Suspected Boko Haram fighters kill 81 in Nigeria’s northeast

International

MAIDUGURI, Nigeria (AP) — Suspected members of the Islamic extremist group Boko Haram have killed at least 81 people in Nigeria’s northeast, the state governor and residents said Wednesday.

Tuesday’s attack in Foduma Kolomaiya village in the Gubio area of Borno state likely was in retaliation for resistance against an assault weeks ago, residents said.

Governor Babagana Zulum, who visited the community Wednesday, raised the death toll to 81 from an earlier figure of 69 after speaking with survivors. He said seven people, including the head of the village, were abducted.

“This is barbaric,” he said. “The only solution to end this massacre is by dislodging the insurgents on the shores of Lake Chad. Doing so will require collaborative regional efforts.”

Residents described the attacks.

“They came on motorcycles and vehicles and killed people at will in an attack that lasted more than two hours,” said Rabiu Isa, a member of a local defense force. “In all we counted 69 corpses but the death toll may be higher because some people are still missing.”

Many others were wounded.

A leader of the local defense group, Malam Bunu, said the fighters returned Wednesday morning to kill a herdsman who had escaped the massacre.

“Then set the entire village ablaze before they left,” Bunu said. “As I am talking to you now, the village is still smoking.”

Gubio lies nearly 100 kilometers (62 miles) northwest of Maiduguri, the Borno state capital. Residents are mostly herders who have resisted Boko Haram hostilities over the years.

After the initial attack nearly 1,200 cattle were stolen, Bunu said. An air force fighter jet fired shots at the fleeing fighters, he said.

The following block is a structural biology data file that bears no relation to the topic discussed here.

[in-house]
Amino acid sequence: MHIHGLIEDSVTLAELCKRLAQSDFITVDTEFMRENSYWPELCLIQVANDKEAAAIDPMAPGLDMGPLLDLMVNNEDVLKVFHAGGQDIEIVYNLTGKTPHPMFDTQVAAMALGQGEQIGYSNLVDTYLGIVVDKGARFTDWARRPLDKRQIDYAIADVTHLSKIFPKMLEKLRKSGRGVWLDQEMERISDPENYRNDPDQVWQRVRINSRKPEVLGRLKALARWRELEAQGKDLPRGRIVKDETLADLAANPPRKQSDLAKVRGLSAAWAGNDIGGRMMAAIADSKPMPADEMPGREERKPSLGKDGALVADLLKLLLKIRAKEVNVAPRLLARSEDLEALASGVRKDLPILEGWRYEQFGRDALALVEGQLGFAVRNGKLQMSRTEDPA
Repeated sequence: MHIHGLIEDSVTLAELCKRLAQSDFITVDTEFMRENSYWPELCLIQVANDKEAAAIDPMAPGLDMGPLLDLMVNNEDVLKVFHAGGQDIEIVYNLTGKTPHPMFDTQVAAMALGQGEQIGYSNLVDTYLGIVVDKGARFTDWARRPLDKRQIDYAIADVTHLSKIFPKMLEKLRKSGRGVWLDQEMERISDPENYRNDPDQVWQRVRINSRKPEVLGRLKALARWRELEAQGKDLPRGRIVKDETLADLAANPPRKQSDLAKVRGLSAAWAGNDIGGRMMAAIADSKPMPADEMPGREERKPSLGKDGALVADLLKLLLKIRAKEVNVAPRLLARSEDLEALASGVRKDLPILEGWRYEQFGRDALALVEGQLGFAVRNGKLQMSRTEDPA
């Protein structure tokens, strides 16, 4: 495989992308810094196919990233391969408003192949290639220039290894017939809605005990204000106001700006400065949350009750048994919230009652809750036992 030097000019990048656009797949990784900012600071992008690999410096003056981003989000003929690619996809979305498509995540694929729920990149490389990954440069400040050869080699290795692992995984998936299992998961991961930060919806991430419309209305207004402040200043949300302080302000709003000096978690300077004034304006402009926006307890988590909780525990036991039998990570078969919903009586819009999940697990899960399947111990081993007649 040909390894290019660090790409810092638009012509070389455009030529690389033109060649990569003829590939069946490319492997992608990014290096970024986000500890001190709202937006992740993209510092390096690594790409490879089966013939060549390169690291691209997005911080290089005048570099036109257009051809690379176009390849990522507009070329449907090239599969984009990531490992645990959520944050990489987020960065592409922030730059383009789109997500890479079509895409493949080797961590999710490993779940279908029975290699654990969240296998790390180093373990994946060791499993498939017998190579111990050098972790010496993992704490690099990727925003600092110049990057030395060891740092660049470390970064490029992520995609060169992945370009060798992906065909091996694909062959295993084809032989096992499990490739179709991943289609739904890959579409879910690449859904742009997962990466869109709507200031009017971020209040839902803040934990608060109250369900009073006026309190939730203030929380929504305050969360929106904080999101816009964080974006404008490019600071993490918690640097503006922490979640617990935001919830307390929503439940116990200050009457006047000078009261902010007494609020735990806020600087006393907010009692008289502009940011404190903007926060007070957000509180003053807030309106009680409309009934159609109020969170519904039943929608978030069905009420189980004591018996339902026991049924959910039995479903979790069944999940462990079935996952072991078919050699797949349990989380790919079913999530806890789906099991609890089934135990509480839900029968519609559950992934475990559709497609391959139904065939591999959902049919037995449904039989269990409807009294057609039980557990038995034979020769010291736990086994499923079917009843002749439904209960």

Tuesday’s attack was likely in retaliation for the death of two Boko Haram members “whom the villagers managed to kill when the insurgents attempted to attack them about two months ago,” Bunu said.

Boko Haram members often force villagers to pay illegal taxes by taking their livestock, he said. But over time, villagers began to resist the extortion.

Boko Haram and a breakaway faction, the Islamic State West Africa Province, are both active in the region. Boko Haram’s more than decade-long insurgency has left thousands dead and displaced tens of thousands.

Insurgents recently have been mounting roadblocks, screening travelers and kidnapping people in northern Borno state, said the president of the region’s civil society organizations, Ahmed Shehu.

Last week, five people were kidnapped including a regional chairman for the Borno State Regional Emergency Services, he said. On Sunday, civil servants and teachers were seized but later released.

“There is urgent need for the protection of vulnerable civilians and local aid workers,” Shehu said.

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Olukoya reported from Lagos, Nigeria.

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